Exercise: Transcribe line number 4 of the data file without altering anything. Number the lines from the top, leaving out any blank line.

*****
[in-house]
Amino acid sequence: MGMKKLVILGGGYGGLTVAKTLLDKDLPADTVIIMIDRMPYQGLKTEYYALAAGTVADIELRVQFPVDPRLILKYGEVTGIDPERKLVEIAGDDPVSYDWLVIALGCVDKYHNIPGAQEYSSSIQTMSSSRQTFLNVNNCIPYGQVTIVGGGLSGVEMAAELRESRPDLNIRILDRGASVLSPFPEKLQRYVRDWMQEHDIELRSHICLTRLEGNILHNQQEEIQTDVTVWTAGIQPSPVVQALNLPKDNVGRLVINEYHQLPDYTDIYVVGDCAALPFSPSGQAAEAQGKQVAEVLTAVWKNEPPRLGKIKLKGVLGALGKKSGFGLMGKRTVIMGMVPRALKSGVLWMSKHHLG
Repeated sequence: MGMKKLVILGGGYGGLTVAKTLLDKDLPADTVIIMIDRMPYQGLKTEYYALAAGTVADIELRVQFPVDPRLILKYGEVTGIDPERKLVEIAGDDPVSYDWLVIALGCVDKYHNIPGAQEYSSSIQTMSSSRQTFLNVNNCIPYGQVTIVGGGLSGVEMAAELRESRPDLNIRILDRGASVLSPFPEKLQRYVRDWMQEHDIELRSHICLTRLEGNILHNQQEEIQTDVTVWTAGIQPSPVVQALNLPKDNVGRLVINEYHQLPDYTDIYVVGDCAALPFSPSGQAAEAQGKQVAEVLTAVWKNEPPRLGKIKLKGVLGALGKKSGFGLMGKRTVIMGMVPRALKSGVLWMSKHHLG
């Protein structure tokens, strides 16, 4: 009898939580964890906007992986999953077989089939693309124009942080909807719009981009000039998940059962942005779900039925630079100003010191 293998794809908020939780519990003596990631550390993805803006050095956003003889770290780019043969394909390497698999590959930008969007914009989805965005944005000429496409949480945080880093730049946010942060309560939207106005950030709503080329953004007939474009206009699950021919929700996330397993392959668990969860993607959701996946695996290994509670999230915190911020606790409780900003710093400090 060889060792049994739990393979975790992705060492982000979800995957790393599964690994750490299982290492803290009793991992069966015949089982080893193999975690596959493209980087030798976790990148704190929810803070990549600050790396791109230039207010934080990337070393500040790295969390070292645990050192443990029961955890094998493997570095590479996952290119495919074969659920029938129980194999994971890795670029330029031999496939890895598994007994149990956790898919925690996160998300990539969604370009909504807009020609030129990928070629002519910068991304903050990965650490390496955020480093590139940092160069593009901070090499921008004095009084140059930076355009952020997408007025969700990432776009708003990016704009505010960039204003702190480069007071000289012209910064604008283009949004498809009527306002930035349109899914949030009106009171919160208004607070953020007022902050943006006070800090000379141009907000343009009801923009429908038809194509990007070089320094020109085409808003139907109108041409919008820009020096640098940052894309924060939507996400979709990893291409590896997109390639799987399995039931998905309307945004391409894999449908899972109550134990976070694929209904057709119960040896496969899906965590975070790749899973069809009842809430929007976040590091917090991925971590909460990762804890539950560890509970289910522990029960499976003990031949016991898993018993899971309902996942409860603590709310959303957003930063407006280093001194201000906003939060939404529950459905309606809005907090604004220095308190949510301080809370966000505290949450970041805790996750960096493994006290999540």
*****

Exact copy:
């Protein structure tokens, strides 16, 4: 009898939580964890906007992986999953077989089939693309124009942080909807719009981009000039998940059962942005779900039925630079100003010191 293998794809908020939780519990003596990631550390993805803006050095956003003889770290780019043969394909390497698999590959930008969007914009989805965005944005000429496409949480945080880093730049946010942060309560939207106005950030709503080329953004007939474009206009699950021919929700996330397993392959668990969860993607959701996946695996290994509670999230915190911020606790409780900003710093400090 060889060792049994739990393979975790992705060492982000979800995957790393599964690994750490299982290492803290009793991992069966015949089982080893193999975690596959493209980087030798976790990148704190929810803070990549600050790396791109230039207010934080990337070393500040790295969390070292645990050192443990029961955890094998493997570095590479996952290119495919074969659920029938129980194999994971890795670029330029031999496939890895598994007994149990956790898919925690996160998300990539969604370009909504807009020609030129990928070629002519910068991304903050990965650490390496955020480093590139940092160069593009901070090499921008004095009084140059930076355009952020997408007025969700990432776009708003990016704009505010960039204003702190480069007071000289012209910064604008283009949004498809009527306002930035349109899914949030009106009171919160208004607070953020007022902050943006006070800090000379141009907000343009009801923009429908038809194509990007070089320094020109085409808003139907109108041409919008820009020096640098940052894309924060939507996400979709990893291409590896997109390639799987399995039931998905309307945004391409894999449908899972109550134990976070694929209904057709119960040896496969899906965590975070790749899973069809009842809430929007976040590091917090991925971590909460990762804890539950560890509970289910522990029960499976003990031949016991898993018993899971309902996942409860603590709310959303957003930063407006280093001194201000906003939060939404529950459905309606809005907090604004220095308190949510301080809370966000505290949450970041805790996750960096493994006290999540």